Welcome to this week’s review of notable instances of public transit use and urban design, as well as discussion of place identity and culture, through anime currently broadcast or screening in Japan and simulcast internationally via the web. This review also documents seichijunrei (聖地巡礼 sacred site pilgrimage) and butaitanbou (舞台探訪 scene hunting)—on this website referred to collectively as anime pilgrimage—which are forms of place-based engagement induced by the use of real locations in show settings.
Media and General Interest
The first volume of a collaborative publication by the Butaitanbou-sha Community, Tanbōro (探訪路), is now for sale at Winter Comiket 89.
(コンクリート・レボルティオ～超人幻想～ Konkurīto Reborutio: Chōjin Gensō)
The end of the season only manages to just explain why Jiro leaves the Superhuman Bureau, but leaves us with many more questions about where the fictional activism is going, and as many questions about its links to the actual activism and other social turmoil of postwar Japan. Fortunately, it will be back for another season in 2016, when I look forward to seeing where this all ends up.
One of my favorite points of the series thus far has been the clear use of disruption to public spaces and transit infrastructure as leverage to gain attention. Because these assets are important to the daily routines of Tokyo residents, taking control of them, or at least impacting their operation, is an effective way to get noticed.
Shinjuku central business district and Shinjuku Station (新宿駅) east entrance plaza
Yamanote Line (山手線)
Yoyogi Station (代々木駅)
Shinjuku Station (新宿駅)
Hiroshima Prefectural Industrial Promotion Hall, now the Hiroshima Peace Memorial, informally the Atomic Bomb Dome (原爆ドーム), was adjacent to the hypocenter of the atomic bomb dropped on Hiroshima by the United States at the end of World War II.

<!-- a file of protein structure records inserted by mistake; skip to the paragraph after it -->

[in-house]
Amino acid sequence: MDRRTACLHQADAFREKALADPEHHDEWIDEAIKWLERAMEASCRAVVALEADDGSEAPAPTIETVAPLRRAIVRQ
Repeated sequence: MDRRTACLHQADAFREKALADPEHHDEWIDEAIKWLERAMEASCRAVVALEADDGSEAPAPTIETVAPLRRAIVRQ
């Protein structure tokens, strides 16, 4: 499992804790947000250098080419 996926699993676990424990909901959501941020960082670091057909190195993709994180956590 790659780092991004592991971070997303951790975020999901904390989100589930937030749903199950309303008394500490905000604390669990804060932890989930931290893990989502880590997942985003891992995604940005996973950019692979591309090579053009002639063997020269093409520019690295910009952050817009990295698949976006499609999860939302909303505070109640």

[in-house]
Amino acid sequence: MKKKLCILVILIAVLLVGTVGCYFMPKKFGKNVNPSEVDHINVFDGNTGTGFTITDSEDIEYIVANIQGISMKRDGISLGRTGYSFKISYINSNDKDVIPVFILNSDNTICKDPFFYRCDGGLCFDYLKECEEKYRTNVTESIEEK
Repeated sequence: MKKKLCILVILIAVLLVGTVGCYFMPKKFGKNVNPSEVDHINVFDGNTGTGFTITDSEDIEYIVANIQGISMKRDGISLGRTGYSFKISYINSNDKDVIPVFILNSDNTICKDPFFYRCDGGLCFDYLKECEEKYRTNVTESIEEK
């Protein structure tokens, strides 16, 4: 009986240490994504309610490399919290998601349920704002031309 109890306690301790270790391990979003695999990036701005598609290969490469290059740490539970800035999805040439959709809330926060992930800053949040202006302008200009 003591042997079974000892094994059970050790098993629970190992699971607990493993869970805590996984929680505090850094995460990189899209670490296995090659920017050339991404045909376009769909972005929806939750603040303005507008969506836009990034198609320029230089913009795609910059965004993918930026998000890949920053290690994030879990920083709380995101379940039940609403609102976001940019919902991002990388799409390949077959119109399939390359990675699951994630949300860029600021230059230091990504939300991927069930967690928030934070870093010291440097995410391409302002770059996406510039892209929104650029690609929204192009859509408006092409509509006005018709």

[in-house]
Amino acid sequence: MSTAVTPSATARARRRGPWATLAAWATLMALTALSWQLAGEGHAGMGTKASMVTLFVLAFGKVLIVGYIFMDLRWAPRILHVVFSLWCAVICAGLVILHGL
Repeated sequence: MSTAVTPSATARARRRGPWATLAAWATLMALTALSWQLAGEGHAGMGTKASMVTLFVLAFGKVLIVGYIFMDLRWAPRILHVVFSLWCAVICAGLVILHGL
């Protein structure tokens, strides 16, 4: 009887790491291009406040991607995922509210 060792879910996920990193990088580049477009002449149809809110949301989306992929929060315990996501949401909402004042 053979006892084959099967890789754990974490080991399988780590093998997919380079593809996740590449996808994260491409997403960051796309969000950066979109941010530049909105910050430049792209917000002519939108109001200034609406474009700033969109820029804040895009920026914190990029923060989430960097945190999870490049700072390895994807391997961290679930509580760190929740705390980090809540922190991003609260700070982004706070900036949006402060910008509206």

Enola Gay, which delivered the weapon, meets a different fate in this universe.
Aioi Bridge (相生橋) is next to the Hiroshima Peace Memorial, and was the intended target of the US bomber.
With Tokyo’s labyrinthian, unnamed streets and confusing address nomenclature, it has been a long-time practice to make handwritten maps to locate a destination, for oneself or others. This was probably more common back before everyone had a GPS enabled smartphone. Yato’s map includes the closest rail station for reference.
His status as a god of fortune notwithstanding, the new incarnation of Ebisu returns to his predecessor’s favorite famiresu for a simple but satisfying meal.
Former town of Mihonoseki (美保関), now part of Matsue, Shimane Prefecture
This use of the famiresu allows Yato to share memories about his friend, the previous incarnation of Ebisu, away from the prying eyes of caregivers and busybodies.
Ōizumi-gakuen Station (大泉学園駅) in Higashi-ōizumi, Nerima Ward
(櫻子さんの足下には死体が埋まっている Sakurako-san no Ashimoto ni wa Shitai ga Umatteiru)
Asahikawa (旭川), Hokkaidō Prefecture
Reused animation from the first season, the monorail to Ashinaka High School brings us back to normal life, putting a bookend to cap the end of the second season. When this first appeared, based on temporal proximity in the action, I had thought the departure station might be based on the Keio section of Shibuya Station. Now I think it may not be based on anywhere in particular.